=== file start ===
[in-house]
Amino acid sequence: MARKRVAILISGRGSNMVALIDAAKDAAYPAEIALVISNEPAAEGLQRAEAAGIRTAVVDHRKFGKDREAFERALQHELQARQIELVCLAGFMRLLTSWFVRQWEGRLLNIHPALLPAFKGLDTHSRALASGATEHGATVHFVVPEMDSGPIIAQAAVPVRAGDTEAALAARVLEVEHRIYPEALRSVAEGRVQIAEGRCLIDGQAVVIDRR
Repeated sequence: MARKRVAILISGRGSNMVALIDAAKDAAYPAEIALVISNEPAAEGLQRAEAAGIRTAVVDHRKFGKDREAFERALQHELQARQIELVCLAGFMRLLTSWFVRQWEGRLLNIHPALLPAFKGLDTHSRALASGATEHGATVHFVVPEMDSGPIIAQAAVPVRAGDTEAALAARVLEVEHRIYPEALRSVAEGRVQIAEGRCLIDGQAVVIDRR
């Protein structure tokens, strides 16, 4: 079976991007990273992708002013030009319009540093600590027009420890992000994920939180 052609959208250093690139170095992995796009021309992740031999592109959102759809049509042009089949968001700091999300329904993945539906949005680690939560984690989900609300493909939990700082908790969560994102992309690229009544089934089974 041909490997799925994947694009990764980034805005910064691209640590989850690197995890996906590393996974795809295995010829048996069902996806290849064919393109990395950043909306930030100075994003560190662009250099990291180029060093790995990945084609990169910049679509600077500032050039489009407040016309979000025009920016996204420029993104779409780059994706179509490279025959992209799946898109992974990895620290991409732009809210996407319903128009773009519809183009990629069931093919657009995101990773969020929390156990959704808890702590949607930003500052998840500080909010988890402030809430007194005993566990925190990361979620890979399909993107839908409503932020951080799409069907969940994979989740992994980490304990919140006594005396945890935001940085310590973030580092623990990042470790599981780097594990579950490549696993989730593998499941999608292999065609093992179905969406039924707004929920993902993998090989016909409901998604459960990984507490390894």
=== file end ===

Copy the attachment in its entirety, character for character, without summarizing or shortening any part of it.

[in-house]
Amino acid sequence: MARKRVAILISGRGSNMVALIDAAKDAAYPAEIALVISNEPAAEGLQRAEAAGIRTAVVDHRKFGKDREAFERALQHELQARQIELVCLAGFMRLLTSWFVRQWEGRLLNIHPALLPAFKGLDTHSRALASGATEHGATVHFVVPEMDSGPIIAQAAVPVRAGDTEAALAARVLEVEHRIYPEALRSVAEGRVQIAEGRCLIDGQAVVIDRR
Repeated sequence: MARKRVAILISGRGSNMVALIDAAKDAAYPAEIALVISNEPAAEGLQRAEAAGIRTAVVDHRKFGKDREAFERALQHELQARQIELVCLAGFMRLLTSWFVRQWEGRLLNIHPALLPAFKGLDTHSRALASGATEHGATVHFVVPEMDSGPIIAQAAVPVRAGDTEAALAARVLEVEHRIYPEALRSVAEGRVQIAEGRCLIDGQAVVIDRR
């Protein structure tokens, strides 16, 4: 079976991007990273992708002013030009319009540093600590027009420890992000994920939180 052609959208250093690139170095992995796009021309992740031999592109959102759809049509042009089949968001700091999300329904993945539906949005680690939560984690989900609300493909939990700082908790969560994102992309690229009544089934089974 041909490997799925994947694009990764980034805005910064691209640590989850690197995890996906590393996974795809295995010829048996069902996806290849064919393109990395950043909306930030100075994003560190662009250099990291180029060093790995990945084609990169910049679509600077500032050039489009407040016309979000025009920016996204420029993104779409780059994706179509490279025959992209799946898109992974990895620290991409732009809210996407319903128009773009519809183009990629069931093919657009995101990773969020929390156990959704808890702590949607930003500052998840500080909010988890402030809430007194005993566990925190990361979620890979399909993107839908409503932020951080799409069907969940994979989740992994980490304990919140006594005396945890935001940085310590973030580092623990990042470790599981780097594990579950490549696993989730593998499941999608292999065609093992179905969406039924707004929920993902993998090989016909409901998604459960990984507490390894």